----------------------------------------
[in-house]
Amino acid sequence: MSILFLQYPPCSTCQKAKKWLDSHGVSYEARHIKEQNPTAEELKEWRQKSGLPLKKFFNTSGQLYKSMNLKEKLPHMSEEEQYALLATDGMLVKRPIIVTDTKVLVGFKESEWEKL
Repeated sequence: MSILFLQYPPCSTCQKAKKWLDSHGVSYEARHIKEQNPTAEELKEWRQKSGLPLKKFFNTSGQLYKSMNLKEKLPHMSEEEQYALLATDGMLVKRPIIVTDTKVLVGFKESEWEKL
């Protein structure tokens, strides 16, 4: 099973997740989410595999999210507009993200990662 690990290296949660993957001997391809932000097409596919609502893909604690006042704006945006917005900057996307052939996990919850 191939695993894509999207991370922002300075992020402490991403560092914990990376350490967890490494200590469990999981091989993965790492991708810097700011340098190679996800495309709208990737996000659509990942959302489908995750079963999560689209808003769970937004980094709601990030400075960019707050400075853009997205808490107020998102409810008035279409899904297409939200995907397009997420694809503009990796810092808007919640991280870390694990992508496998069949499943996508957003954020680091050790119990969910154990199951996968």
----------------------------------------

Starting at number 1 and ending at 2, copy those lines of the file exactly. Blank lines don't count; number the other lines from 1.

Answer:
[in-house]
Amino acid sequence: MSILFLQYPPCSTCQKAKKWLDSHGVSYEARHIKEQNPTAEELKEWRQKSGLPLKKFFNTSGQLYKSMNLKEKLPHMSEEEQYALLATDGMLVKRPIIVTDTKVLVGFKESEWEKL